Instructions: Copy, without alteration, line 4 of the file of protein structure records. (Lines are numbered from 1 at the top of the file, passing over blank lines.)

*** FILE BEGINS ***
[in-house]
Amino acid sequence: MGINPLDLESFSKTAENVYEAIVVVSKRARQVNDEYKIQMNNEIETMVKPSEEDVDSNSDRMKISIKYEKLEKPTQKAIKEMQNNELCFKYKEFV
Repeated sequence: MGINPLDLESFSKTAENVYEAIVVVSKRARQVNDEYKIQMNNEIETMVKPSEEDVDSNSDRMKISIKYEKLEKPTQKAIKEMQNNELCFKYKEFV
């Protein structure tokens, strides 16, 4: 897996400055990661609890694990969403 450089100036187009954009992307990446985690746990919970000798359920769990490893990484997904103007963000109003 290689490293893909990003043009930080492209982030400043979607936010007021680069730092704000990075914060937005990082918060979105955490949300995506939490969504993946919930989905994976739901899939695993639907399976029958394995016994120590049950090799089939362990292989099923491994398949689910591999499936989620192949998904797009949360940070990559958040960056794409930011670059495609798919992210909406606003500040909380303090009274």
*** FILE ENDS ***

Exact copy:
């Protein structure tokens, strides 16, 4: 897996400055990661609890694990969403 450089100036187009954009992307990446985690746990919970000798359920769990490893990484997904103007963000109003 290689490293893909990003043009930080492209982030400043979607936010007021680069730092704000990075914060937005990082918060979105955490949300995506939490969504993946919930989905994976739901899939695993639907399976029958394995016994120590049950090799089939362990292989099923491994398949689910591999499936989620192949998904797009949360940070990559958040960056794409930011670059495609798919992210909406606003500040909380303090009274």